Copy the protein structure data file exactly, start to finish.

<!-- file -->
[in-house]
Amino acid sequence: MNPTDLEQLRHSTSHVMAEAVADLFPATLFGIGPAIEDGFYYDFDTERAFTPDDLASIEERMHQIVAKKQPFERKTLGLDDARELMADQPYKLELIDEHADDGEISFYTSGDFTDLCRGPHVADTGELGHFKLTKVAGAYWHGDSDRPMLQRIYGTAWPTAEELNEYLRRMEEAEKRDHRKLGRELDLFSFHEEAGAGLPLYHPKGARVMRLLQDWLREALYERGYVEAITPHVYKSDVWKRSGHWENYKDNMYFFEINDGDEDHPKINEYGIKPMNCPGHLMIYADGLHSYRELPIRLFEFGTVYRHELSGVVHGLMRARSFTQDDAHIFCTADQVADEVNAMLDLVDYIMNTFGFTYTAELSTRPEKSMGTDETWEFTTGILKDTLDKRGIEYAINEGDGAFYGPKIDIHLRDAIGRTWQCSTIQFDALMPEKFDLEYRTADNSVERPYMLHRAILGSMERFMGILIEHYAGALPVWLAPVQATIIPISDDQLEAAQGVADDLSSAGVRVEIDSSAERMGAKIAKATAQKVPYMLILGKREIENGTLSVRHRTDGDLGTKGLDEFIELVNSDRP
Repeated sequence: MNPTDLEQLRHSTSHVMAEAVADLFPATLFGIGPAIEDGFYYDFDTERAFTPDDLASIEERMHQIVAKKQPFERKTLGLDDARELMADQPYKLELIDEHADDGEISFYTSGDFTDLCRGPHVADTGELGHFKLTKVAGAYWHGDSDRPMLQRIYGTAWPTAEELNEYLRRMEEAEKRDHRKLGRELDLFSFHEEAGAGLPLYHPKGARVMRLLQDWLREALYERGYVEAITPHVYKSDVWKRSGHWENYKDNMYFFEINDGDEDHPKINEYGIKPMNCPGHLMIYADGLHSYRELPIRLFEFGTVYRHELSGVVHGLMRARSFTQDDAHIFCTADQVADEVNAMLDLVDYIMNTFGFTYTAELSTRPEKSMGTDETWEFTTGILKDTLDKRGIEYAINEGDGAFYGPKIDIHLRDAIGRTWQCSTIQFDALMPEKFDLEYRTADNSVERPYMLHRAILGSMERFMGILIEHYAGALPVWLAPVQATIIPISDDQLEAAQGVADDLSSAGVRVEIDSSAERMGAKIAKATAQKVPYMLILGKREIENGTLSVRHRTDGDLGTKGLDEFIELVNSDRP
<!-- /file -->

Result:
[in-house]
Amino acid sequence: MNPTDLEQLRHSTSHVMAEAVADLFPATLFGIGPAIEDGFYYDFDTERAFTPDDLASIEERMHQIVAKKQPFERKTLGLDDARELMADQPYKLELIDEHADDGEISFYTSGDFTDLCRGPHVADTGELGHFKLTKVAGAYWHGDSDRPMLQRIYGTAWPTAEELNEYLRRMEEAEKRDHRKLGRELDLFSFHEEAGAGLPLYHPKGARVMRLLQDWLREALYERGYVEAITPHVYKSDVWKRSGHWENYKDNMYFFEINDGDEDHPKINEYGIKPMNCPGHLMIYADGLHSYRELPIRLFEFGTVYRHELSGVVHGLMRARSFTQDDAHIFCTADQVADEVNAMLDLVDYIMNTFGFTYTAELSTRPEKSMGTDETWEFTTGILKDTLDKRGIEYAINEGDGAFYGPKIDIHLRDAIGRTWQCSTIQFDALMPEKFDLEYRTADNSVERPYMLHRAILGSMERFMGILIEHYAGALPVWLAPVQATIIPISDDQLEAAQGVADDLSSAGVRVEIDSSAERMGAKIAKATAQKVPYMLILGKREIENGTLSVRHRTDGDLGTKGLDEFIELVNSDRP
Repeated sequence: MNPTDLEQLRHSTSHVMAEAVADLFPATLFGIGPAIEDGFYYDFDTERAFTPDDLASIEERMHQIVAKKQPFERKTLGLDDARELMADQPYKLELIDEHADDGEISFYTSGDFTDLCRGPHVADTGELGHFKLTKVAGAYWHGDSDRPMLQRIYGTAWPTAEELNEYLRRMEEAEKRDHRKLGRELDLFSFHEEAGAGLPLYHPKGARVMRLLQDWLREALYERGYVEAITPHVYKSDVWKRSGHWENYKDNMYFFEINDGDEDHPKINEYGIKPMNCPGHLMIYADGLHSYRELPIRLFEFGTVYRHELSGVVHGLMRARSFTQDDAHIFCTADQVADEVNAMLDLVDYIMNTFGFTYTAELSTRPEKSMGTDETWEFTTGILKDTLDKRGIEYAINEGDGAFYGPKIDIHLRDAIGRTWQCSTIQFDALMPEKFDLEYRTADNSVERPYMLHRAILGSMERFMGILIEHYAGALPVWLAPVQATIIPISDDQLEAAQGVADDLSSAGVRVEIDSSAERMGAKIAKATAQKVPYMLILGKREIENGTLSVRHRTDGDLGTKGLDEFIELVNSDRP